I thank the Minister of State for his contribution to what has become an annual debate on private health insurance. I will support the Bill. Having said that, we should take the opportunity every year when we debate such a Bill to review where we are with Sláintecare and with the commitments that all parties in the House gave to phasing out private health insurance and the private health sector, and to working towards a public, universal healthcare system where people are treated on the basis of need and not of how much money they have in their pocket.
The Minister of State set out what the Bill will do, which we will support, but there is a fundamental question to be asked as to why people take out private health insurance. The vast majority take it out because they feel that they need it, that they cannot depend on our public system and that if they get sick, or if a family member gets sick, the fastest route to help them is through private health insurance to get a scan, a test, an assessment, an appointment or treatment. That is true. The problem is that all those who cannot afford to take out private health insurance are left on public-system waiting lists. According to the most recent figures, 613,000 people in the State are waiting to see a hospital consultant, with 150,000 of them having waited more than 18 months. Where in God's name is the delivery of Sláintecare, which promises that people should not have to wait longer than four months, when 150,000 people in the State have been waiting more than 18 months, some of whom, in areas such as orthopaedics or scoliosis, are children? It is a scandal and it will not happen until we make a commitment to properly resourcing our public hospitals and to recruiting the consultants, the specialists, the nurses and the healthcare assistants we need, and until we put public beds into public hospitals.
There is also an issue with what people get for private health insurance. Most people who take it out pay tax, PRSI and PAYE, and if they get sick and go to a GP, they have to pay for that as well. That is the reality for many people. We are charging, double-charging and treble-charging people for healthcare instead of committing to delivering on the promises we all collectively made in respect of Sláintecare to deliver a better public health system. When the public system does not provide a service, the private, for-profit system will step in to deliver it more quickly if it gets the opportunity to do so.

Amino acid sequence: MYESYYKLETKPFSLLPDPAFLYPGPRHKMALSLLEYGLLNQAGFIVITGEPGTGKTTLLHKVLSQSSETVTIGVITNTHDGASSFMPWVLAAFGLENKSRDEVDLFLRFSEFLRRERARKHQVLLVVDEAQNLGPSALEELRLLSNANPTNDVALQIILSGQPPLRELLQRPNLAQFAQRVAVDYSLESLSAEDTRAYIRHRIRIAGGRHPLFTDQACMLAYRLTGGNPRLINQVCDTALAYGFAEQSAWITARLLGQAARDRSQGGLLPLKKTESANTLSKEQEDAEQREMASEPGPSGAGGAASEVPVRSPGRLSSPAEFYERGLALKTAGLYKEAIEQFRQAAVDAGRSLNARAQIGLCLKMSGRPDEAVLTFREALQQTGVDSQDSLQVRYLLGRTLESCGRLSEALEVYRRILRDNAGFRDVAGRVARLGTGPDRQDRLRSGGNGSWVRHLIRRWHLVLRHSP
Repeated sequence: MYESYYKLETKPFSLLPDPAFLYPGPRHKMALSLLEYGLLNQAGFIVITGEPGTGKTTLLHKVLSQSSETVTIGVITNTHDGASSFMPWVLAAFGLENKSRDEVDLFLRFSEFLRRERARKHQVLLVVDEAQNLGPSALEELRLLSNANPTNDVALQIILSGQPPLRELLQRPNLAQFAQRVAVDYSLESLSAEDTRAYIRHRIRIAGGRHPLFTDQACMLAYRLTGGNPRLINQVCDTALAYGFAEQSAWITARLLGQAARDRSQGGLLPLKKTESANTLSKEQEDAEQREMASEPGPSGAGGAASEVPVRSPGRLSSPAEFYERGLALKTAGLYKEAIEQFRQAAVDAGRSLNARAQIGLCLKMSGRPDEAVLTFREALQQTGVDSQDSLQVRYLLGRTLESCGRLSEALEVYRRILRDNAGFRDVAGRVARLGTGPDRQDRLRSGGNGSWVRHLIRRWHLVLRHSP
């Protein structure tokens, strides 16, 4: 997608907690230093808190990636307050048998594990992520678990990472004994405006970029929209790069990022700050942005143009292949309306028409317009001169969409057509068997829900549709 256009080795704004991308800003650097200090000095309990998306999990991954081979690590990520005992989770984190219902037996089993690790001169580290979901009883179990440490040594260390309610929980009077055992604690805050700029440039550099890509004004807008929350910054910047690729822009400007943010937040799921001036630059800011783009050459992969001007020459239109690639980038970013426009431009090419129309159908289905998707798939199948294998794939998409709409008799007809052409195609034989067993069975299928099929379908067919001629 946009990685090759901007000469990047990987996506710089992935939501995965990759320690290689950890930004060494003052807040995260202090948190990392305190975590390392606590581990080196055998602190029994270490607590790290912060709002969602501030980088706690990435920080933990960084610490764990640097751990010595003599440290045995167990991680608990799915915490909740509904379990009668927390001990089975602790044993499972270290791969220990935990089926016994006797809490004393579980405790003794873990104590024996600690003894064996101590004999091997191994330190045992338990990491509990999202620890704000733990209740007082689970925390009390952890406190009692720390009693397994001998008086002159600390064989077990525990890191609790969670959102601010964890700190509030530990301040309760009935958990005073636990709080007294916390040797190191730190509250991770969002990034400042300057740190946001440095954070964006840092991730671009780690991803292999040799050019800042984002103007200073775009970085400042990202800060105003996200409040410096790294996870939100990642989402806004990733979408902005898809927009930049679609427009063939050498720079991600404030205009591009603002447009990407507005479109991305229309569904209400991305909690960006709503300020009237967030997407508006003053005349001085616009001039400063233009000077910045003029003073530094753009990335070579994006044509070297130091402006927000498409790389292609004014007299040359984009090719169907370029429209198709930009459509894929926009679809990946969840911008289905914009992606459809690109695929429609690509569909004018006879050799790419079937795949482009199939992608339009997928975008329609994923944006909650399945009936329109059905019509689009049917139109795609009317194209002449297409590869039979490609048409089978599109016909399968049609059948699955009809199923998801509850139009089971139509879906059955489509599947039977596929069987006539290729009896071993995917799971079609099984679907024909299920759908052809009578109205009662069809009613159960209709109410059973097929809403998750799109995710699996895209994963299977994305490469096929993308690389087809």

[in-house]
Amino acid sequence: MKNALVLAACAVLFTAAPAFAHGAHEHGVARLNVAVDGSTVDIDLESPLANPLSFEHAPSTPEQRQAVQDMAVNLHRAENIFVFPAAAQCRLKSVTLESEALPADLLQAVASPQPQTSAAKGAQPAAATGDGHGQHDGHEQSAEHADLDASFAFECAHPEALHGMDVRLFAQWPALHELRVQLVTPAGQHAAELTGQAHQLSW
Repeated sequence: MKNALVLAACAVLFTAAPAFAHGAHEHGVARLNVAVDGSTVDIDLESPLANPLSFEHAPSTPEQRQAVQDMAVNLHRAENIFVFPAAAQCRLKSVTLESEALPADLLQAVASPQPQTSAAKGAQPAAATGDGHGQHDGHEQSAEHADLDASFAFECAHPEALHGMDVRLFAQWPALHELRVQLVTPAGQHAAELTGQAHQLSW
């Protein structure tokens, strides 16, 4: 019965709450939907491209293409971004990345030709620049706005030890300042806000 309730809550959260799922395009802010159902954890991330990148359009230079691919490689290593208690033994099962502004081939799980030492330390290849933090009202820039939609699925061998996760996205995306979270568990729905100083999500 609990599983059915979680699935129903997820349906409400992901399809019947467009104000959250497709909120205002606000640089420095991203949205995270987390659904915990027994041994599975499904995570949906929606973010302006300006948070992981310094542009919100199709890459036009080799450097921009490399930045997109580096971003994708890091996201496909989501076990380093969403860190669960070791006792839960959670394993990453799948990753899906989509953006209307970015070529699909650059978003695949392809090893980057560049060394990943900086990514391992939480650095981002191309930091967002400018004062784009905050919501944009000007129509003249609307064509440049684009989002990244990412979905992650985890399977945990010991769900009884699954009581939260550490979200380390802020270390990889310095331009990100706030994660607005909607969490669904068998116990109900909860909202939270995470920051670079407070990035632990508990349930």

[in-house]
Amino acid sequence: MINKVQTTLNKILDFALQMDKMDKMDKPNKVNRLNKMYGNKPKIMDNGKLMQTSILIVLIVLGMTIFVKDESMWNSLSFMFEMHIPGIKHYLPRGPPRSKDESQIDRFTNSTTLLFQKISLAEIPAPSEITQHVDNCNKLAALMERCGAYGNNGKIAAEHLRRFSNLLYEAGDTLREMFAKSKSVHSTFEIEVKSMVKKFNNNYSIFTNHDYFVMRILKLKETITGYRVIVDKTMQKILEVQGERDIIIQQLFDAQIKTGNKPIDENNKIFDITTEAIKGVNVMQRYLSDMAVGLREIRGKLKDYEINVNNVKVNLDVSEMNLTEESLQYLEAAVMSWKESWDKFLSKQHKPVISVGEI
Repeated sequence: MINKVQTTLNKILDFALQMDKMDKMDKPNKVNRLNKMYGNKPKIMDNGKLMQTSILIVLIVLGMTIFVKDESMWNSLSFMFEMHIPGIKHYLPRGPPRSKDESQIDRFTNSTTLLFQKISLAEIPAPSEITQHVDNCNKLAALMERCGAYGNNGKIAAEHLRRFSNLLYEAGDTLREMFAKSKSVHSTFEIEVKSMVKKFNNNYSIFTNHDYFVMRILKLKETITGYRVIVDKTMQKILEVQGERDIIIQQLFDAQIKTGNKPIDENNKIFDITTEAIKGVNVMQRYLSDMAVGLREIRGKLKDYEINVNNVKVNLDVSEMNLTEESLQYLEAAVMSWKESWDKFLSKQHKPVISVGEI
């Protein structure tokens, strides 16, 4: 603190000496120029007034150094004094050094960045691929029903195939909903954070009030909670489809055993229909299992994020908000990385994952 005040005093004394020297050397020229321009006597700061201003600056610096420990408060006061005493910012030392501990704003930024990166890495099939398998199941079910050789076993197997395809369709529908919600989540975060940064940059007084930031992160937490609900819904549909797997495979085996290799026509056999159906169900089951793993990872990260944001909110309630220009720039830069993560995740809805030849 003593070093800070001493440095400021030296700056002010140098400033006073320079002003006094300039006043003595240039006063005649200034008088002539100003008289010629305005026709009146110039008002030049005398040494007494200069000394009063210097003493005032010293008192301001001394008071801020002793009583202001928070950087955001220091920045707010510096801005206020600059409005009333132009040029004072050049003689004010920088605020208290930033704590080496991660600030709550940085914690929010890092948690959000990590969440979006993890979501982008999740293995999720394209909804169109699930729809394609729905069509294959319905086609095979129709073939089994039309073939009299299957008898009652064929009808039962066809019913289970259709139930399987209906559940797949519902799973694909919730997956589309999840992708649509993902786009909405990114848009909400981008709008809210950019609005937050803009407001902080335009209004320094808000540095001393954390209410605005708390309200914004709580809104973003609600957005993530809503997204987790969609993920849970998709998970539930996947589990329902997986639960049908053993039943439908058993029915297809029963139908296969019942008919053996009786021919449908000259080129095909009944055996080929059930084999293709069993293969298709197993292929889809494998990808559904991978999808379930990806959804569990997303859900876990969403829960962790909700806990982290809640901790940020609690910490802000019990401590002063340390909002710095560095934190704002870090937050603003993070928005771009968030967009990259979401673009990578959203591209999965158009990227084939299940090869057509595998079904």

There was an example in my constituency. Ten years ago, there was a campaign for a second cath lab at University Hospital Waterford. I was a member of Waterford City Council at the time and a delegation from the hospital explained to us that if somebody had a heart attack outside of 9 a.m. to 5 p.m. anywhere in the south east, he or she would have to travel to Dublin or Cork for an emergency cardiac procedure, or what is known as a PPCI. Two years ago, the then Minister for Health signed off on a second cath lab, but to this day, not one brick has been laid in that area because the political will was not there to make it happen because of the way in which capital projects are delivered in the State. The private hospital built a cath lab, which I do not blame it for, and it is providing a very good service. From conception to delivery, it took the hospital six months. Within that time, a private hospital was able to say it would build a second cath lab, open and staff it and provide the service, yet after ten years of campaigning, and two years after it was first supported by the then Minister for Health, still not a single brick has been laid. The same Government - Fianna Fáil, especially - that promised people that it would deliver 24-7 emergency cardiac care in our public hospital still has not done it and is still hiding behind reviews, yet it is now talking about expanded out-of-hours services but not the 24-7 care that was promised. That is what happens and part of me thinks that is what Fine Gael wants, namely, not to deliver for our public health system and to allow the public healthcare system to step in.
I will support the Bill, only because change needs to happen, but an awful lot more needs to be done to advance Sláintecare and to phase out once and for all the private, for-profit healthcare system, which means that some people get treated more quickly depending on how much money they have, as opposed to people being treated fairly depending on their health need.